Body Surface Area of atopic dermatitis. The BSA is measured as the total percent of the entire body with atopic dermatitis involved, so the scores range from 0% to 100% of total body involvement.
  • VAS [ Time Frame: 14 days ]
    Visual Analog Scale for itch: A 100 millimeter (mm) Visual Analog Scale (VAS) will be used to measure itch intensity. VAS is a self-report tool that is designed to present to the respondent a rating scale with minimum constraints. VAS data is recorded as the number of mm from the left of the line with the range 0-100 mm. The Visual Analog Scale is anchored with the verbal descriptions of "no itch" on the left and "the most intense itch imaginable" on the right.
  • Change in Actigraphy Movement Count per Hour [ Time Frame: Baseline to 14 days ]
  • Change in Eczema Area and Severity Index Score [ Time Frame: Baseline to 14 days ]
  • Change in Body Surface Area of atopic dermatitis [ Time Frame: Baseline to 14 days ]
  • Change in Visual Analog Scale for itch [ Time Frame: Baseline to 14 days ]
  • Subject Global Assessment of atopic dermatitis [ Time Frame: 14 days ]
  • Adherence to Fluocinonide Cream [ Time Frame: 14 days ]
Not Provided
Not Provided
 
Efficacy of Fluocinonide Cream 0.1% (Vanos(R)) in Reducing Itch in Subjects With Atopic Dermatitis
Efficacy of Fluocinonide Cream 0.1% (Vanos(R)) in Reducing Itch in Subjects With Atopic Dermatitis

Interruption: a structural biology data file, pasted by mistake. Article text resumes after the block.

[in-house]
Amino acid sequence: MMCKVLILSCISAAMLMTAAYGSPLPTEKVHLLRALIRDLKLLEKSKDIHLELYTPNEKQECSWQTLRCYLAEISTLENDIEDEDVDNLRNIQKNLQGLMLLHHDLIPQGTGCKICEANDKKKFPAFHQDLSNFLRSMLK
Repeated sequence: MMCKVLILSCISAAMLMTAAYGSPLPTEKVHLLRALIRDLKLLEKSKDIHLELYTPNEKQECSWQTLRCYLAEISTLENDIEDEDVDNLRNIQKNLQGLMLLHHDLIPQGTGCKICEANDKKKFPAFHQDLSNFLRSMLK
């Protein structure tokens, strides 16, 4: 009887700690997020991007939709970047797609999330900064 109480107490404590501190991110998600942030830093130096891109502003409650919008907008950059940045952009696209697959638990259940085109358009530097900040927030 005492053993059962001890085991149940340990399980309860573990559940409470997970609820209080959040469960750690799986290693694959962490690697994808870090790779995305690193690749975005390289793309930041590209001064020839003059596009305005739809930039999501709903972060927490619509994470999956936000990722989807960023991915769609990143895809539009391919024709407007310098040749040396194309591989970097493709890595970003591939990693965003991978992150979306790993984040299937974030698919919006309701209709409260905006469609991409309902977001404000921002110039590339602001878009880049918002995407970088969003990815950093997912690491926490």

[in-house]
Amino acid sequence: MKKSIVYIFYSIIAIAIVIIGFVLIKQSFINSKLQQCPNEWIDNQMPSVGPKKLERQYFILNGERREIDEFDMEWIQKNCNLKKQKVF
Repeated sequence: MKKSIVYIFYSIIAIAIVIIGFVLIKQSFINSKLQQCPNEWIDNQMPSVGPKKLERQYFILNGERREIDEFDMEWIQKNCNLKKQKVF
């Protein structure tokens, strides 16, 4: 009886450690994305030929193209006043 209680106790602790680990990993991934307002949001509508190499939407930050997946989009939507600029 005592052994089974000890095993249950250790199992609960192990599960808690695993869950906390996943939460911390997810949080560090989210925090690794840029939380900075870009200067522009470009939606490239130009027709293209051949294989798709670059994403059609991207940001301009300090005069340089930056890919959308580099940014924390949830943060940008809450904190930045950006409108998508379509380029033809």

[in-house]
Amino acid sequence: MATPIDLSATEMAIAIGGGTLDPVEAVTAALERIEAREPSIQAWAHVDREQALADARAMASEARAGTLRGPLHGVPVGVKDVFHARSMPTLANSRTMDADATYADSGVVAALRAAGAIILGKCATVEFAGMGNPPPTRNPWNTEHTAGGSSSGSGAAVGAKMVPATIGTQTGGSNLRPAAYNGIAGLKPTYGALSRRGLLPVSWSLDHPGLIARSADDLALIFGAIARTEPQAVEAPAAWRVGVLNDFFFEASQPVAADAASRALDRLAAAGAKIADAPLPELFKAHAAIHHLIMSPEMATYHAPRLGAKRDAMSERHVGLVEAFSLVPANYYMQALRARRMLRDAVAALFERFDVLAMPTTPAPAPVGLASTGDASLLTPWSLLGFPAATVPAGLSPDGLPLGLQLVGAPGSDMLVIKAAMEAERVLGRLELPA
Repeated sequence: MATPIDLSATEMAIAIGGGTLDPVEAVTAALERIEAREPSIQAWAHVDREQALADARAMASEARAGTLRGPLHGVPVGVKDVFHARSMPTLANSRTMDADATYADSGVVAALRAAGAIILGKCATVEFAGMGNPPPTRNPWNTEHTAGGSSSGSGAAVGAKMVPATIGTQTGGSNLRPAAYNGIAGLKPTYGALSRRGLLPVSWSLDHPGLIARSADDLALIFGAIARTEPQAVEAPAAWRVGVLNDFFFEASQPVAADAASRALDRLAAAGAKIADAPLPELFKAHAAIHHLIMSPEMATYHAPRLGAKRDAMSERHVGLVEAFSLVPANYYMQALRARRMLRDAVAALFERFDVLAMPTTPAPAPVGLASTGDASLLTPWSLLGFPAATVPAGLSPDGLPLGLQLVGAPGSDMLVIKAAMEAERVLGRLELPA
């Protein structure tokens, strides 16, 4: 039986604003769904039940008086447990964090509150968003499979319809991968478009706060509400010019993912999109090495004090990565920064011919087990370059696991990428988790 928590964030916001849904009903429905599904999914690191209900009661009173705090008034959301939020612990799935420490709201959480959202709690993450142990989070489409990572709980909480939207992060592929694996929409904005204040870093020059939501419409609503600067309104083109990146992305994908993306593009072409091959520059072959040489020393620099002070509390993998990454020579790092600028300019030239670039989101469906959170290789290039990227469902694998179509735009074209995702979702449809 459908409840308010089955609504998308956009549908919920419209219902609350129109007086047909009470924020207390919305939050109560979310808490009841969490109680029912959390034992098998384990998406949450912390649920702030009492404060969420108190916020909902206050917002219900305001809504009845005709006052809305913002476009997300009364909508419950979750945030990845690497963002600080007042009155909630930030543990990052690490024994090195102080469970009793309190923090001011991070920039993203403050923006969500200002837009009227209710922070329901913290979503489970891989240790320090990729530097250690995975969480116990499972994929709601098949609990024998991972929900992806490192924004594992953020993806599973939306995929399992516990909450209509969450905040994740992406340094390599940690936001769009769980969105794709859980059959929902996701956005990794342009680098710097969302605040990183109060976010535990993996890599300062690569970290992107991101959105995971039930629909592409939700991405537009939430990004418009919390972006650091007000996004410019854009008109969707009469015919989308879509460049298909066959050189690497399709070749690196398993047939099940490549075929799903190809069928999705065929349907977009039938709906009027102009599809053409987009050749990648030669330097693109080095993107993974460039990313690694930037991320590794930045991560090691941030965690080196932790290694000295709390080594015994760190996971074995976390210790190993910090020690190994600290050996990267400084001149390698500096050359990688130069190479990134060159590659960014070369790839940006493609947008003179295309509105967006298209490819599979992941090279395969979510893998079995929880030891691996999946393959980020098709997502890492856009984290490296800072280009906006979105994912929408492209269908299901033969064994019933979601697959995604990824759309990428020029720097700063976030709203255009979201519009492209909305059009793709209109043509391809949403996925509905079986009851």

The purpose of this study is to assess the efficacy of short-term treatment with fluocinonide cream 0.1% (Vanos®) in the treatment of atopic dermatitis (AD).

The purpose of this study is to assess the efficacy of short-term treatment with fluocinonide cream 0.1% (Vanos®) in the treatment of atopic dermatitis (AD). Our hypothesis is that subjects will have a reduction in Investigator's Global Assessment scores at Day 7 and Day 14 compared to Baseline.

Secondary objectives include the use of actigraphy monitoring to determine the ability of Vanos® cream to reduce itch, and thus nocturnal scratching, in AD. Our hypothesis is that subjects will have a reduction in nocturnal scratching activity, as measured by actigraphy movement count per hour, at Day 7 and Day 14 compared to Baseline. Other secondary outcome measures include Eczema Area and Severity Index (EASI) score, body surface area involvement and Visual Analog Scale for itch. The investigators hypothesize that each of these measures will be improved at Day 7 and Day 14 compared to Baseline.

Interventional
Not Provided
Intervention Model: Single Group Assignment
Masking: None (Open Label)
Primary Purpose: Treatment
Atopic Dermatitis
Drug: Fluocinonide cream
Fluocinonide cream 0.1% applied twice daily for 5 days.
Other Name: Vanos
Experimental: Fluocinonide cream
Subjects will apply fluocinonide cream 0.1% twice daily for 5 days.